OK, so we will not pretend ThanksKilling—A slasher movie with a silly-mouthed turkey that uses the slogan “Gobble, Gobble, Motherf * cker” —is the most family-friendly of Turkey’s Day shows. But since Christmas movies are far more than Thanksgiving movies, it seems important to note that this movie actually exists, especially for those who do not mind a little itch with their pumpkin pie. If you like what you see here, there is a sequel, ThanksKilling 3 (do not ask what happened to part 2), which can be rented at Amazon Prime.

Where to stream it: Amazon prime

Miracle on 34th Street

Natalie Wood is the epitome of hasty as Susan Walker, the wise daughter of Doris Walker (Maureen O’Hara), a single mother director at Macy’s, who has always discouraged her daughter from buying into the macros. But when a Santa Claus who looks (legally) like Kris Kringle (Edmund Gwenn) enters their lives, he challenges their common aversion to adventure – for the better.

Where to stream it: Disney +

The Preacher’s Wife

This remake of the 1947 film Bishop, directed by Penny Marshall, stars Denzel Washington as an angel named Dudley who is sent to help a priest (Courtney B. Vance) who is struggling to keep his church in New York afloat. What happens, though, is that he ends up crushing, yes, the preacher’s wife, a one-time nightclub singer who became a chorus star, played by Whitney Houston. Comedy and heartache and ultimately redemption follow. If all that heartwarming content is not enough, it also has a part of Houston’s eternally impeccable voice.

Where to stream it: Amazon prime

The nightmare before Christmas

No, Tim Burton did not instruct The nightmare before Christmas (Henry Selick did). But he invented the stories and characters and produced it, and his stop-motion animation-loving fingerprints are everywhere in this masterpiece that works as well as a Halloween movie as a Christmas movie. When Jack Skellington, Pumpkin King of Halloweentown, accidentally discovers Christmastown – a place less about scaring people and more about comfort and joy – he makes a plan to kidnap Santa and bring him back to Halloweentown so his fellow citizens can experience Christmas joy. Perhaps not surprisingly, the hijacker does not go out as Jack had hoped. Even today, almost 30 years after its original release, The nightmare before Christmas remains a masterpiece that shows the true magic of stop-motion animation.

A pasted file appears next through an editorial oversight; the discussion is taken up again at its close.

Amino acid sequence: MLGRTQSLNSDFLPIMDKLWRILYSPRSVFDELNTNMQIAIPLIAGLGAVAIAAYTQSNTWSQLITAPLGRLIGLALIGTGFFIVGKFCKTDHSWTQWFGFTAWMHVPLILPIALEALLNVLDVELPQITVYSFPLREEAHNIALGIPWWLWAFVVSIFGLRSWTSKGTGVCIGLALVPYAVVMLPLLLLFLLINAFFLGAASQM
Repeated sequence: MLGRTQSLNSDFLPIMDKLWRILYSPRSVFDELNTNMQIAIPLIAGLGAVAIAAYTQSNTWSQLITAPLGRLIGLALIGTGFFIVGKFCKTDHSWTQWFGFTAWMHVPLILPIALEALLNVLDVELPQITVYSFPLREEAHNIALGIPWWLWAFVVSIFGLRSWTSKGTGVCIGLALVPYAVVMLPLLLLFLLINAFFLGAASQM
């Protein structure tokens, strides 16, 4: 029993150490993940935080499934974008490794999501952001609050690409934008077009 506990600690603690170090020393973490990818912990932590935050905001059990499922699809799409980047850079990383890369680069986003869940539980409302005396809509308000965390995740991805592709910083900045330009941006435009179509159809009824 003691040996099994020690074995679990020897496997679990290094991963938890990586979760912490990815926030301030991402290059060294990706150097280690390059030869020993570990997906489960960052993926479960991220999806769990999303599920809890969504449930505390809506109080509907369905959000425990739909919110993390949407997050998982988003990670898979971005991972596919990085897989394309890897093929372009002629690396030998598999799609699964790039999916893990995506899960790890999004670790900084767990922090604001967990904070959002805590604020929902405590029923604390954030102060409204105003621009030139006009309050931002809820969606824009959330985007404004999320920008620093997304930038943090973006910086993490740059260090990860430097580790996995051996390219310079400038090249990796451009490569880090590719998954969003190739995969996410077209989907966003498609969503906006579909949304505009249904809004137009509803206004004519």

Where to stream it: Disney +

Home alone

Eventually, there are few people who do not know it Home alone story, but we give you a summary anyway: The night before the McCallister family goes to France to spend their holidays in Paris, Kevin is annoyed that he has to share a room with his bed-sweating cousin, not to mention someone ate his pizza – would wish his family would just disappear. While that is not exactly what happens (they just kind of forget that he sleeps up in the attic when they wake up late for their flight), it does mean that an 8-year-old is left to fend for himself at Christmas time. Among the problems he is forced to confront? A neighbor, he thinks, may be a serial killer and two tumultuous burglars who are set on searching his family’s home. Lucky for Kevin, he has a seriously sadistic side that allows him to find in all sorts of inventive ways to almost murder these uninvited guests as he learns to value his family a little more. (The same goes for them.)

To see what happens when a family leaves their little son alone second time, Alone at Home 2: Lost In New York also streams on Disney +.